It’s still technically flu season, but that’s not the only illness that has families flocking to the emergency room at Cook Children's Medical Center.
Respiratory and fever issues, from RSV to gastroenteritis with vomiting, diarrhea and severe dehydration, are also bringing kids to the ER.
Doctors say children are sicker now than they’ve ever been.
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“Our [Emergency Department] is running beyond full capacity and has been since December. But in the last few weeks we’re seeing a larger number of very ill children than even during flu season,” said Dr. Corwin Warmink, assistant medical director of the Emergency Department at Cook Children’s. “The sicker the child, the longer it takes to diagnose, treat and properly care for them.”
The hospital says its emergency department is averaging nearly 400 patients a day, and during its busiest times a new patient will check in every two minutes.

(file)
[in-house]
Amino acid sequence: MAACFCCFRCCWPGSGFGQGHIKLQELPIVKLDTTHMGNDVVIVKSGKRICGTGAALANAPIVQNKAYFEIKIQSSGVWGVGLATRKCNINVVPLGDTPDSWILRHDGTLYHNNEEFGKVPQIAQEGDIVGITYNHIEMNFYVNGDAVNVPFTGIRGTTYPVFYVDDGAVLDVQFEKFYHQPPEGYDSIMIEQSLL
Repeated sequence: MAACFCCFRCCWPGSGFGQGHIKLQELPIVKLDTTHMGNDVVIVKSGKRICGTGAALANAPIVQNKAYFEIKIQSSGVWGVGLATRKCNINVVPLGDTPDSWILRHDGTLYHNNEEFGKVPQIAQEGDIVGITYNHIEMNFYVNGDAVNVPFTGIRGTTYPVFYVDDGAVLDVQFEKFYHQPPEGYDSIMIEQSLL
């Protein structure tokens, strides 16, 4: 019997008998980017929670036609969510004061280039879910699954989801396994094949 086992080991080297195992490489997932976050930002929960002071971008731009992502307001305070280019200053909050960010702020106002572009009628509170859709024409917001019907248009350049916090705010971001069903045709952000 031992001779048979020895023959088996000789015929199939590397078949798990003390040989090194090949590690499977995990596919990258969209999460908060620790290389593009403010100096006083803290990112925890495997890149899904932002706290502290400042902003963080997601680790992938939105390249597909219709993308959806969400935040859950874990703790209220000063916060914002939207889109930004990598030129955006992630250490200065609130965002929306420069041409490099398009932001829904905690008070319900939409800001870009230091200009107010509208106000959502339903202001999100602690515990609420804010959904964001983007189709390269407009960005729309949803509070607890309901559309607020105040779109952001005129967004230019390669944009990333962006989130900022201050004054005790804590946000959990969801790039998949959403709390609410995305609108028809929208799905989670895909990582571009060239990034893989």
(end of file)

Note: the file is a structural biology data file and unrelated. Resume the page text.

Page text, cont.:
Overall, children appear to be sicker this year. Compared to this time last year, Cook Children’s has seen a 60-percent increase in the percentage of children who need critical care.
As the number of patients admitted and treated in the Emergency Department increases, so does the time physicians spend with each child, which contributes to the much longer waiting times.
“Families could spend anywhere from five to 10 hours or longer in our waiting room, depending on the day they visit. We are actively bringing in extra doctors, nurses and support staff to try and improve these times,” said Warmink.
Warmink advises parents that Sundays and Mondays are the busiest days of the week in the emergency room. Evenings after 5 p.m. are also typically busy.
The first line of defense is your child’s pediatrician. If your child isn’t experiencing emergency symptoms, making an appointment with a child’s doctor may help avoid a long wait at the ER.
Cook Children’s also has several urgent care clinics for non-emergent needs.